Canned food drives are a great way to help any charitable organization that works with the homeless or families in need. Although they are most popular during the holidays, canned food drives provide assistant that many people and organizations need all year. Planning and organizing a canned food drive is a great community service project and can show children how to help others.
How to Organize a Canned Food Drive
Identify a charity to benefit from your project. Investigate charitable organizations in your area in order to identify one that will best benefit from your canned food drive. Charities such as homeless shelters, soup kitchens or church outreach projects are excellent examples. Contact the organization and discuss your project to identify any special needs and to obtain permission to use their name. Also inquire if they have any supplies such as bags, signs or boxes that could help with your drive.
Create a flier describing your project. A simple, one-page flier that identifies your group, names the charity involved and your project goal can be created by hand or on your home computer. Be sure to include important dates for your project, contact information for your group and a short wish list of items that would best benefit the receiving charity. Make enough copies of this flier to cover the target collection area that you identify in step 3.
Map out your target collection area. Using a local map, decide on an area that will best fit the goals of your drive. Focus on highly populated residential areas in a small geographical region. Don’t try to cover an extremely large area. Just a single square-mile area of homes can present a rather large collection zone. Divide the selected area into smaller units, to be assigned to teams of drop off and collection personnel.
Gather and distribute collection packets. Attach a copy of your flier to 1 to 2 bags to create a packet that will be distributed to each home. Make sure that the flier can be easily seen and will not be missed by the homeowner. Using the maps you created in the last step, divide your volunteers into small teams to distribute the packets to homes in your target collection area.
Collect the donations. On the date that you listed in your flier, assemble teams of volunteers to collect the donated food from your collection area. Volunteers with trucks or vans will make the collection phase easier.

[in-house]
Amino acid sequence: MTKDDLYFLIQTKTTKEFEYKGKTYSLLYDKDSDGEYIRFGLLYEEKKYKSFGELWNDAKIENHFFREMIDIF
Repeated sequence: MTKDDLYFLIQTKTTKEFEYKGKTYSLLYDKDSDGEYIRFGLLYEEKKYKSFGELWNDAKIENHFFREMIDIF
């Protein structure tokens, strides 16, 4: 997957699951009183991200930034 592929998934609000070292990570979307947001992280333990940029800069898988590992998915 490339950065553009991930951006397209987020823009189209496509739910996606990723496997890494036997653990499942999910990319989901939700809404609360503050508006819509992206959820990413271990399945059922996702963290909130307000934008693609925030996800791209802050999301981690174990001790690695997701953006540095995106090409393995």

Sort and pack the donated food. Once all of the donations have been collected, use volunteers to sort the food into specific categories. Items should be divided into groups such as vegetables, canned meats, fruits, soups and ready to eat foods, to help the benefiting charity store and distribute the items. Pack the sorted food into boxes for pickup or transport to the receiving charity.
Be sure that your flier clearly shows the date that you will be collecting the donations. Local grocery stores will often donate shopping bags to help with your drive. Have volunteers wear bright clothing when collecting food to improve visibilities to motorists. People will donate boxed and bagged foods in addition to canned food. Be sure to take care when packaging these items.
Never let volunteers collect on their own. For safety reasons, use the buddy system or work in teams. Exercise caution with lifting bags of canned food. They can be extremely heavy. Throw away donated items that show evidence of age or are open.
- Be sure that your flier clearly shows the date that you will be collecting the donations.
- Local grocery stores will often donate shopping bags to help with your drive.
- Have volunteers wear bright clothing when collecting food to improve visibilities to motorists.
- People will donate boxed and bagged foods in addition to canned food. Be sure to take care when packaging these items.
- Never let volunteers collect on their own. For safety reasons, use the buddy system or work in teams.
- Exercise caution with lifting bags of canned food. They can be extremely heavy.
- Throw away donated items that show evidence of age or are open.
Jeff O'Kelley is a professional photographer and writer, currently based in the Tampa, Florida area. His images and words have been featured by websites and publications such as CNN, Creative Loafing and Tampa Bay Times. O'Kelley holds associate degrees in telecommunications and website design from St. Petersburg College.